These poems challenge an alchemy that presents itself as science. In “Cobalt Blue,” medical discourse is associated with a long history of conquest, the erasure of previous forms of knowledge, and the possibility that the things designated as illnesses are often other modes of existence. The act of naming, with its long colonial history in the form of taxonomy, here becomes diagnosis. Robles expresses ambivalence when faced with the facile solution of the new name, the pill, and the institution. She questions these structures without outright rejecting all the experiences they encompass.

The book’s two final poems bring this idea home. They converse openly with Julia de Burgos’s late life experiences as a patient at Harlem Hospital and Goldwater Memorial Hospital on Welfare Island. “With You at Goldwater Hospital” refers to the way De Burgos became completely invisible as a patient in institutions that did not care about her poetry and saw her, status as a recently migrated Puerto Rican, as just another brown body subject to experimentation. Here, “the wind” is the element that transforms and joins both poets:

the wind carried us
to the shore of a world
without mirrors
where you could be seen,
but you were indelible,
pure ink.

The ending suggests that De Burgos became “pure ink” through her death and before she could be fully “seen,” but the word “shore” leaves us with an unresolved ambiguity. Does that shore belong to Puerto Rico or Welfare Island? If the latter, is visibility then a liability, a danger depending on who is observing?

The book’s final poem is more subtle in its allusion to De Burgos, or I should say, more coded. “176058” makes reference to the famous moment in which De Burgos wrote “poet” as her profession on a form and the staff crossed it out and wrote “patient suffers from delusions.” The impossibility of poetry as alchemy and poet as world maker finds its final form in this tragicomic moment, where De Burgos’s reality is read as a delusional impossibility.

Alchemy itself is popularly viewed as an outdated pseudoscience, surpassed by scientific reason.[2] It is no coincidence then that Robles finds common ground with De Burgos, the woman who wrote the poem “Nada” or “Nothingness” in response to early twentieth-century materialist existentialism and as a celebration of embodied pleasure. Outside the logics of institutions and the discourses of modernity, both seek in poetry the creative potential that makes something from nothing and that takes devalued lives and imbues them with supernatural qualities.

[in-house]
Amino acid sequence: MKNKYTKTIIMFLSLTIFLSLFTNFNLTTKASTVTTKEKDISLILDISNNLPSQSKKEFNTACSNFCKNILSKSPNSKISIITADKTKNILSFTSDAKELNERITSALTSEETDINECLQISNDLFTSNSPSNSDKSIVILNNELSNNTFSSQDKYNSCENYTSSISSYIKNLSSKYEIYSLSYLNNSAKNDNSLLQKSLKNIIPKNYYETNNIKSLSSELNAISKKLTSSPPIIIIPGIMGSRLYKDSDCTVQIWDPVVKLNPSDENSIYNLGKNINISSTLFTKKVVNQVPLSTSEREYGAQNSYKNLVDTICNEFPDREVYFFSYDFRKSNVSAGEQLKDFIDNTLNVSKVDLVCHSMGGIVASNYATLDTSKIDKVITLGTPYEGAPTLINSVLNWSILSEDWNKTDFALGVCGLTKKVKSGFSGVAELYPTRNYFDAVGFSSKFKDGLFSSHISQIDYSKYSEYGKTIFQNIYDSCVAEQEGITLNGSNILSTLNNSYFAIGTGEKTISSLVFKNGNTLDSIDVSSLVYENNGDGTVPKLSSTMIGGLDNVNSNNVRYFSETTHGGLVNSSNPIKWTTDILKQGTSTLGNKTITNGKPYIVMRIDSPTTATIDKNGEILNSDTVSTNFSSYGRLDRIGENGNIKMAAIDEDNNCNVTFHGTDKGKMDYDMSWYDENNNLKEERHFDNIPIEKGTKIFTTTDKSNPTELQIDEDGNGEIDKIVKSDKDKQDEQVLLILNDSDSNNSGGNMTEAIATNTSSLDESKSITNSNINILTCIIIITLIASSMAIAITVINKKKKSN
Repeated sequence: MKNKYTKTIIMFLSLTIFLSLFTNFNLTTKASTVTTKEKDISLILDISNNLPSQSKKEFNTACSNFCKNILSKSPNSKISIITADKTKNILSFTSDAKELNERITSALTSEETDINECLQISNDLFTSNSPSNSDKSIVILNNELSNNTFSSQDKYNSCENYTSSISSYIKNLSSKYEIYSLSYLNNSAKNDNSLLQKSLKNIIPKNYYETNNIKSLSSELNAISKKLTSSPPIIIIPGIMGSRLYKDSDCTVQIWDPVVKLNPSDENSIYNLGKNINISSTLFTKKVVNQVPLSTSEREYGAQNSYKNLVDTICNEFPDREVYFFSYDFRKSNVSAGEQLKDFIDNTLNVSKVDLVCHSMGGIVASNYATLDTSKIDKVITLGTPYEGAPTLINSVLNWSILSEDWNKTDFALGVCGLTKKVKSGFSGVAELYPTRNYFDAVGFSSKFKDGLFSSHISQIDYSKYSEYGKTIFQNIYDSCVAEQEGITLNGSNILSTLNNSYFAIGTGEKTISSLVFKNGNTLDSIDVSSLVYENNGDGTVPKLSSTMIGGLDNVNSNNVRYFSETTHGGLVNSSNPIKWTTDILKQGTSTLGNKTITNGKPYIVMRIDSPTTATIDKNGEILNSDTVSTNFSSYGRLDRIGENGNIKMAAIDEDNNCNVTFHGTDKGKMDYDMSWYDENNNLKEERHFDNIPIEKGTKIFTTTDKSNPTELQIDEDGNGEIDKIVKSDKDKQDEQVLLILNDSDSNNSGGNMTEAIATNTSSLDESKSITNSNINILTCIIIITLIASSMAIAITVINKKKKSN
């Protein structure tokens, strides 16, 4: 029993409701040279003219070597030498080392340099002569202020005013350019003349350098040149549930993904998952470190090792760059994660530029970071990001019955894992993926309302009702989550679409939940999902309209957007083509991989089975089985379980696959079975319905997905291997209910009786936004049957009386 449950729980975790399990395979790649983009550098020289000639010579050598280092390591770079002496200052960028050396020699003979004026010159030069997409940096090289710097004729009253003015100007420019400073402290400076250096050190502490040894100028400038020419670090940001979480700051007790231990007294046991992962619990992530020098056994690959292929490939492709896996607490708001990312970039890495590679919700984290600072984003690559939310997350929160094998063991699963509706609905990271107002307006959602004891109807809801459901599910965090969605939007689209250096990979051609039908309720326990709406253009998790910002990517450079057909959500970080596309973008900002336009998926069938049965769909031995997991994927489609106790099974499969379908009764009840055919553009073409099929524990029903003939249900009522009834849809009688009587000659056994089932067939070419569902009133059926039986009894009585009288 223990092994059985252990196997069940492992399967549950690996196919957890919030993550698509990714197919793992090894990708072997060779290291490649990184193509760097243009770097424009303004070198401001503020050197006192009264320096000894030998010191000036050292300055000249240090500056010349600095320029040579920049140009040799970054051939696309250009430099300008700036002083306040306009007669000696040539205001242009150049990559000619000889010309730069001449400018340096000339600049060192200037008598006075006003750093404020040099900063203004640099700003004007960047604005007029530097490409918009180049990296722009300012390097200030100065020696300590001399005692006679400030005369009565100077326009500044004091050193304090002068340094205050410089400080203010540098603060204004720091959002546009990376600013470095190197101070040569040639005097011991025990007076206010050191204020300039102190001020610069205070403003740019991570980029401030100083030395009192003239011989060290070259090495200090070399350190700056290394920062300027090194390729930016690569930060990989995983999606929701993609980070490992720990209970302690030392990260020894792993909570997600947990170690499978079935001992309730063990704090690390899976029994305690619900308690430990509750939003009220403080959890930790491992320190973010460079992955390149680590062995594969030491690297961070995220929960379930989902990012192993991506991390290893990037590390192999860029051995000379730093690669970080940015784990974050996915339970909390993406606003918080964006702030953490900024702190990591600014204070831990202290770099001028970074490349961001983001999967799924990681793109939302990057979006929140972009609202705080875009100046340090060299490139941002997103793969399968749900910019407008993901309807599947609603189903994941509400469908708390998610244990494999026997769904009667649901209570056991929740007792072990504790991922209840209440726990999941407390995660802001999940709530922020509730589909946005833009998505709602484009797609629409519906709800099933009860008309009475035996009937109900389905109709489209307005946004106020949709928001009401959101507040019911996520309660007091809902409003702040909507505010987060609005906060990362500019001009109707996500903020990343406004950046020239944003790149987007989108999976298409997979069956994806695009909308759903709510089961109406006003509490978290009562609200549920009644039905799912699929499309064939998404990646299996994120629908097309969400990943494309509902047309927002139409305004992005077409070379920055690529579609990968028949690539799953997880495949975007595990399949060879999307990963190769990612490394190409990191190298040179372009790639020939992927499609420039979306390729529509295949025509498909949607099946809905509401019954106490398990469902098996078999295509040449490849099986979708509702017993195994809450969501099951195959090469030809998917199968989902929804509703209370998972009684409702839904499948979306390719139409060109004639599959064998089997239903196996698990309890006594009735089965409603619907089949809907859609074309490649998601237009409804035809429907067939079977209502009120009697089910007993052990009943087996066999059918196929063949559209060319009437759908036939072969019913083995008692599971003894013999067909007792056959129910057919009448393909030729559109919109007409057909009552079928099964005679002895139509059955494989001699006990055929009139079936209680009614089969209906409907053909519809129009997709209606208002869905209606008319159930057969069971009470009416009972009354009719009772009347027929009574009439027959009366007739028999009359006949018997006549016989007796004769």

Translating Irizelma Robles’s El libro de los conjuros and transmuting it into The Book of Conjurations has been one of the most satisfying translation projects I have undertaken in the last few years. The resonances, cadences, allusions, images, and outright beauty in these poems are only surpassed by Irizelma herself, my friend and a poet I admire, who took the time to sit with me and discuss these translations. Time and time again, in our conversations since we became friends, we have come back to the subject of mental illness, its history, pathologies, neurodivergence, and poetry. Both of us seem to have found our languages in poems, whose counterspells and conjurations have helped us survive even our own minds. I can only hope to have done her words justice with these translations and spread her fire to new readers.

Roque Raquel Salas Rivera (he/they) is a Puerto Rican poet and translator of trans experience born in Mayagüez, Puerto Rico. He is the translator of The Book of Conjurations/El libro de los conjuros, by Irizelma Robles.

[1] From a personal interview with the poet in February 2022. I have translated it from her answer in Spanish.
[2] See P. G. Maxwell-Stuart, “Introduction,” The Chemical Choir: A History of Alchemy (London: Bloomsbury Plc, 2012), ix–xi.

Leave a Reply